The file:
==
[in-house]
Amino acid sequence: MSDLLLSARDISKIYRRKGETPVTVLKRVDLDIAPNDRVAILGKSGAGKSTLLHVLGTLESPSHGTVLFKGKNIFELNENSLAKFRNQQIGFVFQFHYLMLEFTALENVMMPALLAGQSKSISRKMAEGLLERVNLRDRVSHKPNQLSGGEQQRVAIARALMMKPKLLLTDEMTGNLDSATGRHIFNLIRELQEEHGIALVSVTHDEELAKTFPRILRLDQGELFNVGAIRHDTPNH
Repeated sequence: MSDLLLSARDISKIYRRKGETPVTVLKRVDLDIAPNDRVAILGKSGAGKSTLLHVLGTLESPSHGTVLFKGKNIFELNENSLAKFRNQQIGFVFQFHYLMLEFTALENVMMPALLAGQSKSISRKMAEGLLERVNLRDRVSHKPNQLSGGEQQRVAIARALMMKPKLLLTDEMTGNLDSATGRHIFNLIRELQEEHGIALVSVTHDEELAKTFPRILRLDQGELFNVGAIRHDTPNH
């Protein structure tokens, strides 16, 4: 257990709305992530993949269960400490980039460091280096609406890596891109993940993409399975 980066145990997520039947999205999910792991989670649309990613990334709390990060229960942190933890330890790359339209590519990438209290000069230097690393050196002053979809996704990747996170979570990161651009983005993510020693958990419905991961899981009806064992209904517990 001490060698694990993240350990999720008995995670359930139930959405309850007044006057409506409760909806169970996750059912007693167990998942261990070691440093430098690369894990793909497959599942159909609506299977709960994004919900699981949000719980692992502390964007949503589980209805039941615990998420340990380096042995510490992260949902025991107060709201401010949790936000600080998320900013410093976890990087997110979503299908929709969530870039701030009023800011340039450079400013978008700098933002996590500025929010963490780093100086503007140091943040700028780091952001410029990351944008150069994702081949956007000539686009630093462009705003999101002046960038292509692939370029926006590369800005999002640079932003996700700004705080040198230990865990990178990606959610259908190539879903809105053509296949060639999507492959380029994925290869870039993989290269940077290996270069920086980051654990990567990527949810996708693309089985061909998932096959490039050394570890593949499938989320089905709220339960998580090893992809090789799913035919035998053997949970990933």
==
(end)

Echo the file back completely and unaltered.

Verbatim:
[in-house]
Amino acid sequence: MSDLLLSARDISKIYRRKGETPVTVLKRVDLDIAPNDRVAILGKSGAGKSTLLHVLGTLESPSHGTVLFKGKNIFELNENSLAKFRNQQIGFVFQFHYLMLEFTALENVMMPALLAGQSKSISRKMAEGLLERVNLRDRVSHKPNQLSGGEQQRVAIARALMMKPKLLLTDEMTGNLDSATGRHIFNLIRELQEEHGIALVSVTHDEELAKTFPRILRLDQGELFNVGAIRHDTPNH
Repeated sequence: MSDLLLSARDISKIYRRKGETPVTVLKRVDLDIAPNDRVAILGKSGAGKSTLLHVLGTLESPSHGTVLFKGKNIFELNENSLAKFRNQQIGFVFQFHYLMLEFTALENVMMPALLAGQSKSISRKMAEGLLERVNLRDRVSHKPNQLSGGEQQRVAIARALMMKPKLLLTDEMTGNLDSATGRHIFNLIRELQEEHGIALVSVTHDEELAKTFPRILRLDQGELFNVGAIRHDTPNH
């Protein structure tokens, strides 16, 4: 257990709305992530993949269960400490980039460091280096609406890596891109993940993409399975 980066145990997520039947999205999910792991989670649309990613990334709390990060229960942190933890330890790359339209590519990438209290000069230097690393050196002053979809996704990747996170979570990161651009983005993510020693958990419905991961899981009806064992209904517990 001490060698694990993240350990999720008995995670359930139930959405309850007044006057409506409760909806169970996750059912007693167990998942261990070691440093430098690369894990793909497959599942159909609506299977709960994004919900699981949000719980692992502390964007949503589980209805039941615990998420340990380096042995510490992260949902025991107060709201401010949790936000600080998320900013410093976890990087997110979503299908929709969530870039701030009023800011340039450079400013978008700098933002996590500025929010963490780093100086503007140091943040700028780091952001410029990351944008150069994702081949956007000539686009630093462009705003999101002046960038292509692939370029926006590369800005999002640079932003996700700004705080040198230990865990990178990606959610259908190539879903809105053509296949060639999507492959380029994925290869870039993989290269940077290996270069920086980051654990990567990527949810996708693309089985061909998932096959490039050394570890593949499938989320089905709220339960998580090893992809090789799913035919035998053997949970990933």